Dirty jokes - Page 2

'Honk If You're Horny' brings retro porn to the YBCA

Yep, those are dancing dildos: 1976's The First Nudie Musical

Ergo it is perhaps not that surprising that YBCA's second feature, 1976's The First Nudie Musical, got its own mainstream release from Paramount, tacky and horribly dated as it is. Made just before star Cindy Williams began Laverne and Shirley (though after she'd appeared in 1973's American Graffiti and on Happy Days with Ron Howard, who does a cameo here), this wheezing yokfest has her as secretary to a porn producer (Stephen Nathan). It's his big idea to counter flagging box office by shooting a porno musical, though that effort is nearly derailed by his being forced to put a studio boss' idiot son (writer and co-director Bruce Kimmel) behind the camera. The kind of unfunny that for 97 minutes may make you want to kill yourself, Nudie duly has some full-frontal shots and a not-bad dancing dildos number. Otherwise — oy.

Last and possibly least even in this context is 1976's Let My Puppets Come, one of those films that must be witnessed just to confirm that it exists — no matter how much you may regret doing so afterward. Late Bronx-bred Deep Throat auteur Gerard Damiano made some of the era's most famous and most interesting porn features (usually not the same ones), but here he indulged a self-parodic whim by satirizing his own crazy career in singing, dancing, fucking felt ersatz-Muppet form.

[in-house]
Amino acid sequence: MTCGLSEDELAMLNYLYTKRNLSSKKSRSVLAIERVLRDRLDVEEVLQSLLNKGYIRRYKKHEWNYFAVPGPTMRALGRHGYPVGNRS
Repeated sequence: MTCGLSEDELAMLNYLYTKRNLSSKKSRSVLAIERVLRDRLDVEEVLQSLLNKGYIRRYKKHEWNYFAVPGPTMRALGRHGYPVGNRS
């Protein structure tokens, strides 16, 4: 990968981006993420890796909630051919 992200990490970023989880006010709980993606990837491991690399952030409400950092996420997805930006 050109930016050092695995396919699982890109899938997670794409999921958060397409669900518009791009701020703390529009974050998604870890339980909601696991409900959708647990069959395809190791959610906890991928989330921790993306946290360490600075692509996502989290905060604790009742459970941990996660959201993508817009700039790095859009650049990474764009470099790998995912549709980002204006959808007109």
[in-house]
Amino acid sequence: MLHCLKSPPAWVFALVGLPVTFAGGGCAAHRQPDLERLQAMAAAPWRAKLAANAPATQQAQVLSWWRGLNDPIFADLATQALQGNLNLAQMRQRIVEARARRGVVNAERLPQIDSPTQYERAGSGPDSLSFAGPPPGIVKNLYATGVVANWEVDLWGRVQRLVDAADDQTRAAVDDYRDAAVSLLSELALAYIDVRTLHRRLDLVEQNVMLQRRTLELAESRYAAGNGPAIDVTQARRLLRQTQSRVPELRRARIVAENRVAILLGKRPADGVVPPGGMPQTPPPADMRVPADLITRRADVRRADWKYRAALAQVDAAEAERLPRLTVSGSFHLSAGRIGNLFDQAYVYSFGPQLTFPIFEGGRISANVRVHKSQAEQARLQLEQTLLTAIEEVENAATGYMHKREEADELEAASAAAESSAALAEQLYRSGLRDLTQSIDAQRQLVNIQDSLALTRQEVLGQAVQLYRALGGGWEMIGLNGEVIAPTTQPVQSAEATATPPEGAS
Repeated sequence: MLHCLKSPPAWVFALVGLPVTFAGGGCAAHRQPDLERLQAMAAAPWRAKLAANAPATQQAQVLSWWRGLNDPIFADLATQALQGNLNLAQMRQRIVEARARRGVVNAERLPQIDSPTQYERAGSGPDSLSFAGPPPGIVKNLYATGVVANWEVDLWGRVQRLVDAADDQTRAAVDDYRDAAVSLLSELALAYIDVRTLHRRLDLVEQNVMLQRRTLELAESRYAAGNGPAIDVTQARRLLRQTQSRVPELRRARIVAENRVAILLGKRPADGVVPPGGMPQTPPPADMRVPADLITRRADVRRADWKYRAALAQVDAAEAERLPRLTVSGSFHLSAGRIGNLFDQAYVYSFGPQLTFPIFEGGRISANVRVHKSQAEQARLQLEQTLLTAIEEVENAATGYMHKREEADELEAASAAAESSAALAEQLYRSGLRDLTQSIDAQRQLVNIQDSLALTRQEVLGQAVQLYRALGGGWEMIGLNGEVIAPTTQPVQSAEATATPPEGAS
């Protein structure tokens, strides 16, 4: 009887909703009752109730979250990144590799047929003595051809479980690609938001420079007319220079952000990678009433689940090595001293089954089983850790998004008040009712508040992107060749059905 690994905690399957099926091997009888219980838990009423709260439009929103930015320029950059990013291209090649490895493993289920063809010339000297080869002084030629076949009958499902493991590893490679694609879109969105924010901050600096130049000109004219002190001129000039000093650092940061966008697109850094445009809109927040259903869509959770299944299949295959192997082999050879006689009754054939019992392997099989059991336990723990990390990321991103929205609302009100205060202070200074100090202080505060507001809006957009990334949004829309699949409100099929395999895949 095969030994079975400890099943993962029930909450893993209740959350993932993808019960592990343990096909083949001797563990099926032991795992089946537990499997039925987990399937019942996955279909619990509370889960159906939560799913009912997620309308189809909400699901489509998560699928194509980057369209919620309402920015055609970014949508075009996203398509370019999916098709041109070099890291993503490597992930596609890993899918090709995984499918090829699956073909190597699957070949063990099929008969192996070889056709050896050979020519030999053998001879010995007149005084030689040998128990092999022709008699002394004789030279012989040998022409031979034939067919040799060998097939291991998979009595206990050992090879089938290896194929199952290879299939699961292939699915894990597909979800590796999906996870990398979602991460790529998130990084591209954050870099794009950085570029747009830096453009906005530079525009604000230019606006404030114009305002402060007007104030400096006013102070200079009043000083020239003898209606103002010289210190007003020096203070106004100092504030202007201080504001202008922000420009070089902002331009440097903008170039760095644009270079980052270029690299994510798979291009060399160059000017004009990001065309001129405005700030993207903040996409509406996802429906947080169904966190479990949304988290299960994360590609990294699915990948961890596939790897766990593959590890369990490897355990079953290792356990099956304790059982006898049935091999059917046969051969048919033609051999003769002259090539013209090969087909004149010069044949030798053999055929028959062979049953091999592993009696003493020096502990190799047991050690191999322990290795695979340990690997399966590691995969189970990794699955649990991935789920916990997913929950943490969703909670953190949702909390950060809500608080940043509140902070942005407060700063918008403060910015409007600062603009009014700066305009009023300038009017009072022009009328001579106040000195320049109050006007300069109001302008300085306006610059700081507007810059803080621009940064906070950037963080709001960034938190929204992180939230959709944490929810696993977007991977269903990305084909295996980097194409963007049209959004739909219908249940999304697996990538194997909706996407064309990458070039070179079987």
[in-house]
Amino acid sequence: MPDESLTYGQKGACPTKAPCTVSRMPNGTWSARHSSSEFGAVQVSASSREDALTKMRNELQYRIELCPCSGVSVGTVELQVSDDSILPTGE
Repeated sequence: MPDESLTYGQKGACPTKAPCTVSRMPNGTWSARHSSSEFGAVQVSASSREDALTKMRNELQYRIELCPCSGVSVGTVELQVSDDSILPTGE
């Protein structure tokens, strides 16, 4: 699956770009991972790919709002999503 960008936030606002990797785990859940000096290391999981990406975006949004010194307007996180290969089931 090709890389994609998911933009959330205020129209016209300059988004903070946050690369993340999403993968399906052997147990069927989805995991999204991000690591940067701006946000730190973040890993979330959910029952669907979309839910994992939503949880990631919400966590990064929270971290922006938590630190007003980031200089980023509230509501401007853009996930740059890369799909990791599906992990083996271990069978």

Puppets' protagonists are a group of schmoes indebted to the mob and forced to make a porno to pay it off. (In the 2005 documentary Inside Deep Throat, the director alluded to his erstwhile mob benefactors-bosses while his still-fearful wife keeps vehemently trying to shush him in the background.) Their resulting masterpiece stars the likes of "Anthony Quimm" and "Clitorus Leachman," features a bit of make-believe bestiality (a none-too-subtle reference to Throat star Linda Lovelace's canine thrill reel), has fake commercials (vaginal deodorant, etc.), and a cameo by Al Goldstein himself.

Evidently Damiano's backers didn't appreciate the joke, since the film was released at just 40-odd minutes' length, with most of its songs cut. But Shepard promises an ultra-rare screening of the full, intended hour-and-a quarter edit. Swallow at your own risk. *


Thu/6, Dec. 13, and 20, 7:30pm, $8-$10

Yerba Buena Center for the Arts

701 Mission, SF



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